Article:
Ari Sushi: An Authentic Experience in the Heart of Inglewood

Inglewood is a thriving community in Calgary, best defined by two rows of brick-walled complexes which border each end of 9th street, affording an old-fashioned, industrial appeal to the retail shops that continue to breathe life into the neighbourhood. At the west end of 9th street, a path brimming with popular Calgary restaurants and stores, you will come across Inglewood’s one and only sushi joint – Ari Sushi.

Ari Sushi: An Authentic Experience in the Heart of Inglewood

Somehow, despite being one of the few stand-alone buildings on the street, Ari Sushi is easy to miss if you are not careful. The exterior evokes the simplicity of a single-storey home and stark-white walls provide a stylish contrast to a flat, black roof. Although unassuming on the outside, especially compared to the grandiosity of competing sushi restaurants in and around Calgary, Ari Sushi provides some of the most elevated and authentic Japanese cuisine that the city has to offer.
The first thing to note while entering Ari Sushi is the interior’s intimate, but charming, size – a single room only occupied by a couple of tables on the left, elevated booths on the right, and a chef’s bar along the middle with long countertops made of black granite. Bamboo shelves are mounted overhead, displaying elegant porcelain dinnerware and sake bottles. The décor, providing a simple yet rustic aesthetic, certainly evokes the feeling of dining in an authentic Japanese sushi bar, which is further exaggerated by the limited capacity of the interior. Only able to seat a few dozen at a time and increasing in popularity amongst Calgarians, Ari Sushi strongly suggests that visitors secure a reservation before their visit.

Ari Sushi: An Authentic Experience in the Heart of Inglewood

For those lucky enough to make it through Ari Sushi’s doors, the food will prove that it was all worth it. Head chef Mike Hakjin Kim maintains a passion for bringing only the best and freshest ingredients to his tables. This includes a menu of rotating ingredients that change based on availability and season, affording diners an opportunity to try something unique in addition to the favourites. One of the latest features is the Bluefin Negitoro wrapped in rare Numatanori seaweed. As the staff will delightedly explain, the deep, nuanced sweetness of Numatanori is a perfect companion to the richness found in the abundant fattiness of Bluefin Tuna.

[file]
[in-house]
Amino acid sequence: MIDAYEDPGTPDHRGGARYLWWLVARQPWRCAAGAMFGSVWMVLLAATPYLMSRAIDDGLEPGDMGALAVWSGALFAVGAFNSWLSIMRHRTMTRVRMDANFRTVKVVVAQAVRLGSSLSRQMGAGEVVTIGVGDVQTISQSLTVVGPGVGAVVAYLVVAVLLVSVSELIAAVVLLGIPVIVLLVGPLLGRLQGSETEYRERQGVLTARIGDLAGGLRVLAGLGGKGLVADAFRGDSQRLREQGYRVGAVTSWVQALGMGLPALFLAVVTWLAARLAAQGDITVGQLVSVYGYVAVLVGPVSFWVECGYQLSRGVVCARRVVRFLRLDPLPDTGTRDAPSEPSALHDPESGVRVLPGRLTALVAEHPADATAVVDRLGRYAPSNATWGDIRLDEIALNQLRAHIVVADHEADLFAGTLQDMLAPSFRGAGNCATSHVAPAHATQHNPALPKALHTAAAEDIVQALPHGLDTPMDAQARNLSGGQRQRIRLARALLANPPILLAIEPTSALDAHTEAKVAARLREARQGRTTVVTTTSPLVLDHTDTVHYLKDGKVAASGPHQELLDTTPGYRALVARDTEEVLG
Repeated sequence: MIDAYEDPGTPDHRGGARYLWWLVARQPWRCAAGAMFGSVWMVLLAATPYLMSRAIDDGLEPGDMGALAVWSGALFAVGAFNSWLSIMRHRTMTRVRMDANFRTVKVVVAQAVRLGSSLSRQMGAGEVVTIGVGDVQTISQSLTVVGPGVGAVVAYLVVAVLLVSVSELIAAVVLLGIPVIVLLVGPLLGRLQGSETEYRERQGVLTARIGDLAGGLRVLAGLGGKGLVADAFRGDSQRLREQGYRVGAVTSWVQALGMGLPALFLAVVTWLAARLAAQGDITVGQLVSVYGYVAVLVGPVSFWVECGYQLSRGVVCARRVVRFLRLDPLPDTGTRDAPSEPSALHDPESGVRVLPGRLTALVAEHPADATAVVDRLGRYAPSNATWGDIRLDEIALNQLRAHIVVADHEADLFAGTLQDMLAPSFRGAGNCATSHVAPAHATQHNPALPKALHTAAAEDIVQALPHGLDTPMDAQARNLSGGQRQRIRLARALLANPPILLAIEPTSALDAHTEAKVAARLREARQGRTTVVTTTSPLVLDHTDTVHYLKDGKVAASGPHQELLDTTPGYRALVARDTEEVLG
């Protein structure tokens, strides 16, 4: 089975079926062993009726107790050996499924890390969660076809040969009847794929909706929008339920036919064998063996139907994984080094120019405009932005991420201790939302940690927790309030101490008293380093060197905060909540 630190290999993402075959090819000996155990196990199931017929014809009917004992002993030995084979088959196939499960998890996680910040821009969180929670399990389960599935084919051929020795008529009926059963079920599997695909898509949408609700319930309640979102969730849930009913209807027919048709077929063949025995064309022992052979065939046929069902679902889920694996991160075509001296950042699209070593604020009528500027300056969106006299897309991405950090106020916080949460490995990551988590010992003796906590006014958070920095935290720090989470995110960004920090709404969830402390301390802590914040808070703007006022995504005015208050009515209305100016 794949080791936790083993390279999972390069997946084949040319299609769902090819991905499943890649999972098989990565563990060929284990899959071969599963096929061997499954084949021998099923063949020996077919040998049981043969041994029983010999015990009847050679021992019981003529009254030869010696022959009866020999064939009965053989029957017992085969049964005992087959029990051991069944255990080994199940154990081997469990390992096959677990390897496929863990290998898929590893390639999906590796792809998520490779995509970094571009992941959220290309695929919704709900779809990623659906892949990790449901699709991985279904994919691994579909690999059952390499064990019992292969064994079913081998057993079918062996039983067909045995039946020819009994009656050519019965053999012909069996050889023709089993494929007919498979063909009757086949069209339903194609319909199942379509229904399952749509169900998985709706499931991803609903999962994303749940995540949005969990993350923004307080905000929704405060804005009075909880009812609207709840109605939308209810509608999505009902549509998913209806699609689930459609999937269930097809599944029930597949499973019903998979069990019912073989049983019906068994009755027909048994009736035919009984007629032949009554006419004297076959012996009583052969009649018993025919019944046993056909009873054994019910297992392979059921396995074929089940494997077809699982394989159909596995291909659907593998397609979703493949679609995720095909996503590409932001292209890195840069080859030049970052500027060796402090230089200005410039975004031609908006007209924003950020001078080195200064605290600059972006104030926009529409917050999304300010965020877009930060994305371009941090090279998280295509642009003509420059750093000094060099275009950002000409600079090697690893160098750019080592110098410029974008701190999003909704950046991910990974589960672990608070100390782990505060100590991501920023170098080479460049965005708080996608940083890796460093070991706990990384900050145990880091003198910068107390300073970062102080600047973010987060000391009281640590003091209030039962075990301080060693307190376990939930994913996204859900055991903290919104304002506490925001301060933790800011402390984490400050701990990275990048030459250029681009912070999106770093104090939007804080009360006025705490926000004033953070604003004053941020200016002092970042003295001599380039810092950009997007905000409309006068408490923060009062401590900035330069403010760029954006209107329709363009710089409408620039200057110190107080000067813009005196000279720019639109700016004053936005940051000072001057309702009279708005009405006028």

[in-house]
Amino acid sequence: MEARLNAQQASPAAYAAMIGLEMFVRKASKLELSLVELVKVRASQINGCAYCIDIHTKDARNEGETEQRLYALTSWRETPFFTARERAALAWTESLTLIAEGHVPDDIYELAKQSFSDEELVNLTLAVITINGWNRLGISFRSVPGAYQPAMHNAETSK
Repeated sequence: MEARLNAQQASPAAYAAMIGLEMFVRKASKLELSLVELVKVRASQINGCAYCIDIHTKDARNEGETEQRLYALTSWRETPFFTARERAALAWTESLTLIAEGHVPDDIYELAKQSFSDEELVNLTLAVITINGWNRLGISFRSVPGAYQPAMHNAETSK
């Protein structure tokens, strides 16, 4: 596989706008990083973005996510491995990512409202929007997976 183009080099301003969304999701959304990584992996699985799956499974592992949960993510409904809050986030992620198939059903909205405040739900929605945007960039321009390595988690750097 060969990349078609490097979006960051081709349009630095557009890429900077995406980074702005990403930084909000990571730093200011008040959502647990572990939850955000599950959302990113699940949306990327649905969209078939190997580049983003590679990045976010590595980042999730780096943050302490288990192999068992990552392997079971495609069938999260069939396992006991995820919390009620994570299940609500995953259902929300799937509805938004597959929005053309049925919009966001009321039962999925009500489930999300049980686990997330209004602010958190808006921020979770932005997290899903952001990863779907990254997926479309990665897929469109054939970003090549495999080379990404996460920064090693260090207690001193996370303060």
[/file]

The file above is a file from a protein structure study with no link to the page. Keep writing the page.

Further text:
In addition to the food quality, Ari Sushi takes excellent care to elevate the presentation in every dish. The Ari Special Roll, for example, was elegantly placed on matte-black plates, contouring the vibrant colours found in fresh ingredients like salmon and avocado. The plating choices made by Ari’s sushi chefs also pair function with aesthetics, as exemplified in the scallop sashimi; slices of scallop are layered on a bed of crushed ice with lemon, affording a refreshing acidity to their sweetness in addition to a pop of colour. Regardless of whether you order from the rotating menu of exotic delicacies or something more familiar – like the spicy salmon roll – it is certain that the same level of attention and finesse has been applied to your plate.

Ari Sushi: An Authentic Experience in the Heart of Inglewood

Local Calgarians will testify to the abundance of sushi restaurants in the city, and almost every major neighbourhood – whether it’s 17th Ave, Kensington, or Mission – will have more than one. The exception is Inglewood, with Ari Sushi standing alone in both style and cuisine. Furthermore, the reputation of Ari Sushi transcends the borders of Inglewood, pouring into the city of Calgary altogether, thanks to the meticulous care taken by Chef Kim to provide the freshest sushi possible (for a little restaurant in the prairies). Credit is also owed to the team of trained sushi chefs and additional staff, who clearly share a passion for elevating Japanese cuisine in Calgary.

 

About Bailey Seyts 15 Articles
Bailey Storey is an Honours Bachelor of Arts Graduate from the University of Toronto, where she double majored in English and art history. Since completing her degree, she has worked as a freelance writer for various online publications throughout Toronto and Calgary, the latter being where she currently resides. While completing her final year at the University of Toronto, she was runner-up for the Lorne Tepperman Prize in Public Writing in response to her article on St. Mary’s Catholic Church in Red Deer, Alberta. Bailey has the most experience writing about the arts due to her academic background and hobbies – which include painting and screenwriting. Most recently, she is attending SAIT’s Film & Video Production program with intentions to extend her writing career into the entertainment industry.